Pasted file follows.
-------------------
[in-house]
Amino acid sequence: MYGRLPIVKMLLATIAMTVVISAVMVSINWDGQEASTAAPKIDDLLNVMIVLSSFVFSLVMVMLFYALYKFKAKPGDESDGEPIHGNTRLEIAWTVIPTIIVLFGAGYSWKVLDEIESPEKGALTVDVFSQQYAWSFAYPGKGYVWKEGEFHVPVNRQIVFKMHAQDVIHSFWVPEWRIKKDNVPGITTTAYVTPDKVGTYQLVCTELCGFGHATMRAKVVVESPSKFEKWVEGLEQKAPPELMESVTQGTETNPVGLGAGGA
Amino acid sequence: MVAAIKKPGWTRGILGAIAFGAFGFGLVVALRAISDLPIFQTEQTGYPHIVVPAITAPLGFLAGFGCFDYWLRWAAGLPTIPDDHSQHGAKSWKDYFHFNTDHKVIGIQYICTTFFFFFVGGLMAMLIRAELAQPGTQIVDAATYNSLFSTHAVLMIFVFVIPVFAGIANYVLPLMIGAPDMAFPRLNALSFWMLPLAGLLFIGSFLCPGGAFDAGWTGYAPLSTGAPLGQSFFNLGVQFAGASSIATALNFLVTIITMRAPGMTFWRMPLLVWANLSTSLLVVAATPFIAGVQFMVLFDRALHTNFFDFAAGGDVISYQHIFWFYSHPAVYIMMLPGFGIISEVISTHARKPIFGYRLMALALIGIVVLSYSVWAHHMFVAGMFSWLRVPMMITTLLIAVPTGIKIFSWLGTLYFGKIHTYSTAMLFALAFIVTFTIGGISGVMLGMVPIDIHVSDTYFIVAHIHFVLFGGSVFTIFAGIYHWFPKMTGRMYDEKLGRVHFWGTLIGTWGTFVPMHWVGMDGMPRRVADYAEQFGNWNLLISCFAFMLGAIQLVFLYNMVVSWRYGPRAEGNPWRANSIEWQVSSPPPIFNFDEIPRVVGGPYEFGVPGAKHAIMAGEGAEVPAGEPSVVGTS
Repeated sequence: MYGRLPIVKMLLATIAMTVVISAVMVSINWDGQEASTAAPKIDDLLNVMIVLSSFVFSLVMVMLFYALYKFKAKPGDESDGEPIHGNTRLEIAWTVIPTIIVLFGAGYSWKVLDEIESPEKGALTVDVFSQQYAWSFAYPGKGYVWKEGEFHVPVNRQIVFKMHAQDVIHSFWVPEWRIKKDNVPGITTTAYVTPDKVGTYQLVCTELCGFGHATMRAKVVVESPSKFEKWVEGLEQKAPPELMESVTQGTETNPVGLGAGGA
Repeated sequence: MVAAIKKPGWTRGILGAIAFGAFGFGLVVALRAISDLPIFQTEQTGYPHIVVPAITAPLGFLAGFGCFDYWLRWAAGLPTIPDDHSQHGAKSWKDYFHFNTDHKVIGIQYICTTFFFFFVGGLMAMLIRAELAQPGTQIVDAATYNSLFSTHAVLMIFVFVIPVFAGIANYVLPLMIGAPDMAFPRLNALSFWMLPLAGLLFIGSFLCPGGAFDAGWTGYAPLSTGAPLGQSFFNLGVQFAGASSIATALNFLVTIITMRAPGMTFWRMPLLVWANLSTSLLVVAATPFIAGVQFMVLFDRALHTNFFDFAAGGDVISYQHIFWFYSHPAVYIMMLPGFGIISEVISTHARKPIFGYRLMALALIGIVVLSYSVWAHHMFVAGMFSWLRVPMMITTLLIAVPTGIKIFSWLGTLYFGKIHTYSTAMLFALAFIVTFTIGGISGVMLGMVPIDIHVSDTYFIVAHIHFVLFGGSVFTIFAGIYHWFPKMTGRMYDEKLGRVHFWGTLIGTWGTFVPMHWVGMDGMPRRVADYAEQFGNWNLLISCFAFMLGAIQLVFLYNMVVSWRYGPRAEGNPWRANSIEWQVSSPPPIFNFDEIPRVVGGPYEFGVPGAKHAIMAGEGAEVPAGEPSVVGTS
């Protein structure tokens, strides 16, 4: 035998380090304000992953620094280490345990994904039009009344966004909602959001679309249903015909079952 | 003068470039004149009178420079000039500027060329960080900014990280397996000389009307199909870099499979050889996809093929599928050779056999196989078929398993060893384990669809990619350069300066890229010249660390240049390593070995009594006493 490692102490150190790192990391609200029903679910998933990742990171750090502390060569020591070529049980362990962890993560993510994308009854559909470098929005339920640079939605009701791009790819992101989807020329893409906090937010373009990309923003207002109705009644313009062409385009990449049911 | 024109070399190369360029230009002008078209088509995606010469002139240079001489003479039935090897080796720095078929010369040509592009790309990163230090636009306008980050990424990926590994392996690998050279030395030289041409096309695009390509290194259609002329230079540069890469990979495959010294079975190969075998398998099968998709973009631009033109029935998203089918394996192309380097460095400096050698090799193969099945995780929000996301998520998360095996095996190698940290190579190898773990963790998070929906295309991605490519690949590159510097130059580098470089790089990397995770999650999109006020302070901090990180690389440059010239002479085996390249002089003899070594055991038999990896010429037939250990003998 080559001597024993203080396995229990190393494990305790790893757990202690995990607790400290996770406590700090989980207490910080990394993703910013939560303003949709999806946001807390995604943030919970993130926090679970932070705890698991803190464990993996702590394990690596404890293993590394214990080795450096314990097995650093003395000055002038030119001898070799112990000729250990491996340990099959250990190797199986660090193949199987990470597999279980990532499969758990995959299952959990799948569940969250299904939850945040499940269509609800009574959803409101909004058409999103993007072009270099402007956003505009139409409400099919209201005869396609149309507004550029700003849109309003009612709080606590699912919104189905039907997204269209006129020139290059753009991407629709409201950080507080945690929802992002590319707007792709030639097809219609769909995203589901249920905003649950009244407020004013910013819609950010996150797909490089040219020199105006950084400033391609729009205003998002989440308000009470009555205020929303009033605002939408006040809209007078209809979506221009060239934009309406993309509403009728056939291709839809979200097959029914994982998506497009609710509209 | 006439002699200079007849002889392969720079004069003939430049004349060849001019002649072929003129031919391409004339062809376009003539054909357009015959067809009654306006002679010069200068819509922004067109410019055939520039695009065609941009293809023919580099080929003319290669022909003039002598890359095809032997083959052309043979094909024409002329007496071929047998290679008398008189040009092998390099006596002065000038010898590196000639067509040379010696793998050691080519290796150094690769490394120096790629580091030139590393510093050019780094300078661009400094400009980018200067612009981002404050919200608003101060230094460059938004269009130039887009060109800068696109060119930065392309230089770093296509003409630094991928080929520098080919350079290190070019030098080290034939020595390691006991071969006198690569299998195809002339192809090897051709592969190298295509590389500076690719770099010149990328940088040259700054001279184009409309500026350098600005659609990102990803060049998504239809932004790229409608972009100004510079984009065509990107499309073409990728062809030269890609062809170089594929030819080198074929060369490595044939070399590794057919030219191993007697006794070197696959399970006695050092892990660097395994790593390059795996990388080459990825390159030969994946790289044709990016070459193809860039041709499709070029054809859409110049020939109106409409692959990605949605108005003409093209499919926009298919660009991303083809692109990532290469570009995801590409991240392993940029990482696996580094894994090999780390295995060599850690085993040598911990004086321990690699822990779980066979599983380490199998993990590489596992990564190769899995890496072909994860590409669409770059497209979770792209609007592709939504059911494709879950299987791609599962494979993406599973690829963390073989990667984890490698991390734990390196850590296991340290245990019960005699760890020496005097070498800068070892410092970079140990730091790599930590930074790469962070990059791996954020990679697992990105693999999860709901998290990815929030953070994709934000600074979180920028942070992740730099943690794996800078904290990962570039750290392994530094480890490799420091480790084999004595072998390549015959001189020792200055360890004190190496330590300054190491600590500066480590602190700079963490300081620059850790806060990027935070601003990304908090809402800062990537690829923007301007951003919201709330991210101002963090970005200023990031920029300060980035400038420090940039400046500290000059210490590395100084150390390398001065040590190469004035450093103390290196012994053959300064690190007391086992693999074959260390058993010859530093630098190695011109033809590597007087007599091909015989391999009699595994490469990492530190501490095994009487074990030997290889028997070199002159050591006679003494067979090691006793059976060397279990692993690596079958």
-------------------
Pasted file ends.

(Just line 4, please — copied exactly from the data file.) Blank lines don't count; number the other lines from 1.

Repeated sequence: MYGRLPIVKMLLATIAMTVVISAVMVSINWDGQEASTAAPKIDDLLNVMIVLSSFVFSLVMVMLFYALYKFKAKPGDESDGEPIHGNTRLEIAWTVIPTIIVLFGAGYSWKVLDEIESPEKGALTVDVFSQQYAWSFAYPGKGYVWKEGEFHVPVNRQIVFKMHAQDVIHSFWVPEWRIKKDNVPGITTTAYVTPDKVGTYQLVCTELCGFGHATMRAKVVVESPSKFEKWVEGLEQKAPPELMESVTQGTETNPVGLGAGGA